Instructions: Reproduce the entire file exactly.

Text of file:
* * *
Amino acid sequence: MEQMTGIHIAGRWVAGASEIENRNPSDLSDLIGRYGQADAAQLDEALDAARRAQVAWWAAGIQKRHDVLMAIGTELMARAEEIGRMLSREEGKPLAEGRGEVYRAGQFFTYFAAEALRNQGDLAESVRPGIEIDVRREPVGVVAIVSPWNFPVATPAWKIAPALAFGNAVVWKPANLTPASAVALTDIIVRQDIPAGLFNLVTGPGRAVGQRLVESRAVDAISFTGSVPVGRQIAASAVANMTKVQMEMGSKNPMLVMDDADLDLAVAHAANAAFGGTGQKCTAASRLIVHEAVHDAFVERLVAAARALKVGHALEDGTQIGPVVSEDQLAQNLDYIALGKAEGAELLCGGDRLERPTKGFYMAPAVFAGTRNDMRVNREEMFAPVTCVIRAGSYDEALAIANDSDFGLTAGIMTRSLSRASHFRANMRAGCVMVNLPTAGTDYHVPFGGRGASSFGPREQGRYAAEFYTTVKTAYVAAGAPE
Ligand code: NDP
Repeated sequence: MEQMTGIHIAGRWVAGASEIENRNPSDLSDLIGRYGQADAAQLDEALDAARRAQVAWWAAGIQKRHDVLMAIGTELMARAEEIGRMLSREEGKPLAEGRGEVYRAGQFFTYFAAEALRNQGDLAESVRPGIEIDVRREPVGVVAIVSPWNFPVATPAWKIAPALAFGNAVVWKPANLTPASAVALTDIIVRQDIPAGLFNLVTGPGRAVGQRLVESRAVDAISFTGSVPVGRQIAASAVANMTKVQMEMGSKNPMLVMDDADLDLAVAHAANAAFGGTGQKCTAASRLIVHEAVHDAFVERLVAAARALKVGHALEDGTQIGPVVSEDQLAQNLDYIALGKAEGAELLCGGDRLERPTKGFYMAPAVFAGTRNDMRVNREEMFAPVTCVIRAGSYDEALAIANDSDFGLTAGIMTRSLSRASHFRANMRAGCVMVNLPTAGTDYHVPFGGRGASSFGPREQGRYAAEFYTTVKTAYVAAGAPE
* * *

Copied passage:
Amino acid sequence: MEQMTGIHIAGRWVAGASEIENRNPSDLSDLIGRYGQADAAQLDEALDAARRAQVAWWAAGIQKRHDVLMAIGTELMARAEEIGRMLSREEGKPLAEGRGEVYRAGQFFTYFAAEALRNQGDLAESVRPGIEIDVRREPVGVVAIVSPWNFPVATPAWKIAPALAFGNAVVWKPANLTPASAVALTDIIVRQDIPAGLFNLVTGPGRAVGQRLVESRAVDAISFTGSVPVGRQIAASAVANMTKVQMEMGSKNPMLVMDDADLDLAVAHAANAAFGGTGQKCTAASRLIVHEAVHDAFVERLVAAARALKVGHALEDGTQIGPVVSEDQLAQNLDYIALGKAEGAELLCGGDRLERPTKGFYMAPAVFAGTRNDMRVNREEMFAPVTCVIRAGSYDEALAIANDSDFGLTAGIMTRSLSRASHFRANMRAGCVMVNLPTAGTDYHVPFGGRGASSFGPREQGRYAAEFYTTVKTAYVAAGAPE
Ligand code: NDP
Repeated sequence: MEQMTGIHIAGRWVAGASEIENRNPSDLSDLIGRYGQADAAQLDEALDAARRAQVAWWAAGIQKRHDVLMAIGTELMARAEEIGRMLSREEGKPLAEGRGEVYRAGQFFTYFAAEALRNQGDLAESVRPGIEIDVRREPVGVVAIVSPWNFPVATPAWKIAPALAFGNAVVWKPANLTPASAVALTDIIVRQDIPAGLFNLVTGPGRAVGQRLVESRAVDAISFTGSVPVGRQIAASAVANMTKVQMEMGSKNPMLVMDDADLDLAVAHAANAAFGGTGQKCTAASRLIVHEAVHDAFVERLVAAARALKVGHALEDGTQIGPVVSEDQLAQNLDYIALGKAEGAELLCGGDRLERPTKGFYMAPAVFAGTRNDMRVNREEMFAPVTCVIRAGSYDEALAIANDSDFGLTAGIMTRSLSRASHFRANMRAGCVMVNLPTAGTDYHVPFGGRGASSFGPREQGRYAAEFYTTVKTAYVAAGAPE